NEWMARKET, ENGLAND // It may have been Abu Dhabi International Day on the July Course, but the afternoon belonged to Saudi Arabia as Prince Khalid Abdullah's Timepiece took the Falmouth Stakes.
Timepiece finished over six lengths behind Godolphin's Antara at Epsom last month but the tables were reversed in no uncertain terms with Timepiece's rival finishing a tame ninth for trainer Saeed bin Suroor.
It was a muddled affair, with a slow pace for the first 800 metres set by Neil Callan aboard Saeed Manana's Masaya. Tom Queally always had Timepiece in a prominent position and the pair left no doubt once the tempo increased.
Queally barely had to move to get his mount going and she stretched clear to record her first win at Group 1 level in her second attempt. Sahpresa, the French challenger, finished a meek second. First City, owned by Saeed Misleh, outran any pre-race predictions by finishing third.
Maqaasid, owned by Sheikh Hamdan bin Rashid, finished eighth and was reported by her trainer, John Gosden, to be in season. "They went no-gallop," Queally said. "Neil got his own way of things and I just followed along. The beauty of it was that I was able to keep her on the bridle for so long and then she just skipped up the hill.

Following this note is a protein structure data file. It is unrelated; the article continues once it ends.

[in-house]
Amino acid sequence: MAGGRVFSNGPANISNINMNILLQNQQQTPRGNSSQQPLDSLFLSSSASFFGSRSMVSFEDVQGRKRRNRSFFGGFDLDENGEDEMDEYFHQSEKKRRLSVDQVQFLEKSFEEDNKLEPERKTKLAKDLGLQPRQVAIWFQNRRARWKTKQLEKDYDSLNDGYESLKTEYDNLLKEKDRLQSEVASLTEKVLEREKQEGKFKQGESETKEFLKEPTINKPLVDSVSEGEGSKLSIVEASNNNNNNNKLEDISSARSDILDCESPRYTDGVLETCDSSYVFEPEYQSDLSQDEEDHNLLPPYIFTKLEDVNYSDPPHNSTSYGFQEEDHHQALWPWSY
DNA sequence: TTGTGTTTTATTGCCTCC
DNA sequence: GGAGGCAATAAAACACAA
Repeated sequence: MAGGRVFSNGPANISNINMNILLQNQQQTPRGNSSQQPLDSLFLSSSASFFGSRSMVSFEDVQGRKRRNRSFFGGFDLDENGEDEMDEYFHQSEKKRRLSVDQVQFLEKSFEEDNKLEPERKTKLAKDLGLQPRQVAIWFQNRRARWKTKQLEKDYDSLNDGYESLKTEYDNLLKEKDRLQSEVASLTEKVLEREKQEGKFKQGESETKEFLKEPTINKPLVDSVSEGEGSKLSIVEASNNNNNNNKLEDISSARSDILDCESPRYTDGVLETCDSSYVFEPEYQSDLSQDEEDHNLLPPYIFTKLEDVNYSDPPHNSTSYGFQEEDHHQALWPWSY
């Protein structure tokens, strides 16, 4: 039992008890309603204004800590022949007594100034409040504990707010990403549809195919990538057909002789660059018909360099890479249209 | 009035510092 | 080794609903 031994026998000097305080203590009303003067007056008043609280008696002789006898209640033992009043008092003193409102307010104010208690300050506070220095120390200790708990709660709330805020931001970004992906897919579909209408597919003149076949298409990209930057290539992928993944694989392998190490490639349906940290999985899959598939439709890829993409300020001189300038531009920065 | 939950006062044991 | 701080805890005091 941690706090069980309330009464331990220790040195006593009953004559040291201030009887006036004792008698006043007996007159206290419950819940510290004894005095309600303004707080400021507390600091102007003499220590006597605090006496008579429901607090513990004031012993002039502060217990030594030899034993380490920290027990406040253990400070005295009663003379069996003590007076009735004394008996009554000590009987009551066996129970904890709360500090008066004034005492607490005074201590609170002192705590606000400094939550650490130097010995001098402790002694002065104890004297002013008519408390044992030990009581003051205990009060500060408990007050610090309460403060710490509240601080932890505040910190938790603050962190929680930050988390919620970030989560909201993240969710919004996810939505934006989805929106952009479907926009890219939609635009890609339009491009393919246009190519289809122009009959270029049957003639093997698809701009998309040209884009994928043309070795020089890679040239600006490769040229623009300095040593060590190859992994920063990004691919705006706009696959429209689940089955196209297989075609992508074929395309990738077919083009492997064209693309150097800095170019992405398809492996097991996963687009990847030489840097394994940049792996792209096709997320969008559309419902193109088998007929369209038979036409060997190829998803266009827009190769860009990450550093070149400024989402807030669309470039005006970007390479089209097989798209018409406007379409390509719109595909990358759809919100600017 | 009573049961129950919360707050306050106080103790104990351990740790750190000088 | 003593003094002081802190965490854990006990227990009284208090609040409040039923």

"We never made any secret of how we feel about her; she had always had ability."
If the Falmouth was a damp squib of an event then the Abu Dhabi Arabian Racing Stakes provided the entertainment.
No Risk Al Maury and Jaafer were the last two horses to load into the stalls but the duo provided a thrilling spectacle as the pair tussled in the final 400m before No Risk Al Maury edged ahead by three-quarters of a length.
No Risk Al Maury, who has spent the past two years in Dubai, was the champion British-trained Arabian in 2007 and 2008, and after 18 races he seems to have lost little of his enthusiasm.
It was No Risk Al Maury's second victory in the 1,600m race, having won in 2008 when he went on to record his second Dubai International at Newbury.
In eight days, Sheikh Hamdan's star will once again go to Newbury, but his trainer, Gillian Duffield, hinted that it may not be for a hat-trick bid in the International. "To be still doing this as a nine year old is just fantastic," she said. "He is a good miler. He picks up well over that distance but sometimes lacks the gear at the end of a mile and a quarter."